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Fixed timing on a blower motor?

Shlbyntro

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So i will honestly say I've seen it both ways but am just plain not a fan of fixed timing on any motor. For blower applications, I like setting the engine up with 14° base timing and a quick advance up to 34° at 2250rpm

What say the brain trust as to pros and cons of both?
 

monkeyswrench

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I'm going to ask a few questions before I jump in here...what motor, what blower, what fuel?

The big question...Set to kill, or run around all weekend on pump?
 

Shlbyntro

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Good point, application means everything I suppose....

For sake of argument, let's call it a "family performance boat" with regular Havasu type usage: 50-70% wide open running with 30-50% cove/channel trawling.

Let's call it a basic BBC blower build as well. 502 with forged internals, 9.75:1 compression. Whipple up top making 5lbs and a big ass single quad as the bow on top
 

monkeyswrench

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I'm not a boat engine guy, so let me state that first:rolleyes: For something like this, I'd equate it to a "streetable" setup. I've always felt locking the timing gives you consistency, and ease of setup, but at a price. Obviously, all you'll get is a compromise, in terms of a motor that is not a one trick pony. The timing numbers you posted I would think would be really good for the given application. The total advance may be a little conservative, but for a larger type boat may be perfect. I guess it also depends on if it's your boat, or one for someone else. I always seem to pull a few degrees for something going in someone else's ride. Just kind of a little padding, and not knowing if the owner stays true to fuel requirements.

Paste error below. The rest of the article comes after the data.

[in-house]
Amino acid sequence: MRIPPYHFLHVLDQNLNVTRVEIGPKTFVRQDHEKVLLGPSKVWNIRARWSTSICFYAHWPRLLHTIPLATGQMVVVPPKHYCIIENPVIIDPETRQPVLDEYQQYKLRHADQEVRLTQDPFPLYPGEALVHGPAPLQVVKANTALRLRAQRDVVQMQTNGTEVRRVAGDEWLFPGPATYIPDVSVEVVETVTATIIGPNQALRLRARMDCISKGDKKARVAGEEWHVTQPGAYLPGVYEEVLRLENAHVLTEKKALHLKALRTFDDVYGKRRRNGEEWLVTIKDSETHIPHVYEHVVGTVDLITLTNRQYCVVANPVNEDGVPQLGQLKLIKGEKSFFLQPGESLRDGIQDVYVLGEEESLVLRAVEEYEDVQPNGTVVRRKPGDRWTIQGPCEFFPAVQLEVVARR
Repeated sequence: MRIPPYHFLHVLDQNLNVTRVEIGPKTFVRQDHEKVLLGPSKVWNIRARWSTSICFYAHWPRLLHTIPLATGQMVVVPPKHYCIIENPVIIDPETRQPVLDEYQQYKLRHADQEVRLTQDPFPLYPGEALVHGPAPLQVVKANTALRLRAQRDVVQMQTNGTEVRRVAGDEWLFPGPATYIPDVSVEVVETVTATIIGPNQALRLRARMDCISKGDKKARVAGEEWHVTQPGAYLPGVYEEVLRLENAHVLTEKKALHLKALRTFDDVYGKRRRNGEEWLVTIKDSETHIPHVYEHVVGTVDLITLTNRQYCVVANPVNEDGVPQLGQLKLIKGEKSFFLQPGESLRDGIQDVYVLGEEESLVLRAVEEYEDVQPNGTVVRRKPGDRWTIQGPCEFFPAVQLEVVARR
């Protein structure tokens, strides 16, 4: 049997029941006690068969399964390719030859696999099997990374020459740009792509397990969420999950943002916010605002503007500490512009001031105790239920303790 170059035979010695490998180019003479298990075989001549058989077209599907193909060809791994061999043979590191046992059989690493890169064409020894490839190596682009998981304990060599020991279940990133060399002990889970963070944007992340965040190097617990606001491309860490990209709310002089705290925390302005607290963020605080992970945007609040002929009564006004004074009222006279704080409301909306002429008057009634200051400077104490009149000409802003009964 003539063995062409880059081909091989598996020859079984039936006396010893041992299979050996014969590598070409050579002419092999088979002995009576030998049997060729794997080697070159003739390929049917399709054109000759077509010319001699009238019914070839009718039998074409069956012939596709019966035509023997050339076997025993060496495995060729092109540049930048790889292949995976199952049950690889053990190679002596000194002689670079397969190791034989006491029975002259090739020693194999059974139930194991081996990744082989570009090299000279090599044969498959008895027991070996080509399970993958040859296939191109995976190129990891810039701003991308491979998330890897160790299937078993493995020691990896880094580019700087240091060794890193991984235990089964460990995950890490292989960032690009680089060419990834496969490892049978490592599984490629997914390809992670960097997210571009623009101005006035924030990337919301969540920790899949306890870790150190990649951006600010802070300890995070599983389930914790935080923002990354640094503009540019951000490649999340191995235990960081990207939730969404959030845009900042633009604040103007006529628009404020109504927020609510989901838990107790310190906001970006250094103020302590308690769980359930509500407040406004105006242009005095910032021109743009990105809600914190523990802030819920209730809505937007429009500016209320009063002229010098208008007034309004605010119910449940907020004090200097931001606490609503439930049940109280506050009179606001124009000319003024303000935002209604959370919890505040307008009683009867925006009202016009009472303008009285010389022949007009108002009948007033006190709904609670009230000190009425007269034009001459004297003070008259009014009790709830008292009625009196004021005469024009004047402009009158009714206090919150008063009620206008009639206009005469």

Hopefully other, smarter people chime in today. I'd like to know what boat guys say:)
 

BoostPower

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Maybe @BoostPower will chime in on this.
Usually a 15 degree swing gives you a better less surging idle on most setups. Depending on the static compression locking out at 29-30 is ok but if you use the lightest silver springs and biggest bushing limiting idle timing that works well. The other way is lock it get it running see what idle timing it likes, make not then calculate distributor bushing size based on idle timing and max advance and set the dizzy up that way. Also you may want to tack weld if you lock out so there is less play


Sent from my Efi Beacon!
 

BoostPower

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So basically what I'm reading is both ways are acceptable. Which do you prefer @BoostPower and why?
I prefer a curve on a mild pump gas because you can’t crank warm well with locked out beyond 30 degrees on most common setups.

I like to run 34-36 degrees but can’t crank there so you can get a crank retard msd box type to Overcome that or put a curve in a distributor as an option.

If it’s a twin turbo motor or any not to exceed 30 degrees I prefer locked as long as the setup cranks without that slow advanced restricted sound

On efi it’s a different world




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92 cole

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If this a single engine boat I believe in locked at 34 (for Pump gas) total with a mag kill switch it's easy to start and hit the mag switch to light the engine. This gets rid of the lugging at cranking and saves starters. Much more timing will detonate an engine to death with out bumping up the fuel. There are alot of variables in this. What ignition and blower drive on engine set-up, are we under driving or over driving. the list goes on and on. M
 

Shlbyntro

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Theoretical in this case. I've had an influx of big power come my way recently and for some reason just started making mental notes on what I was seeing on a bunch of them. Was seeing about 50/50.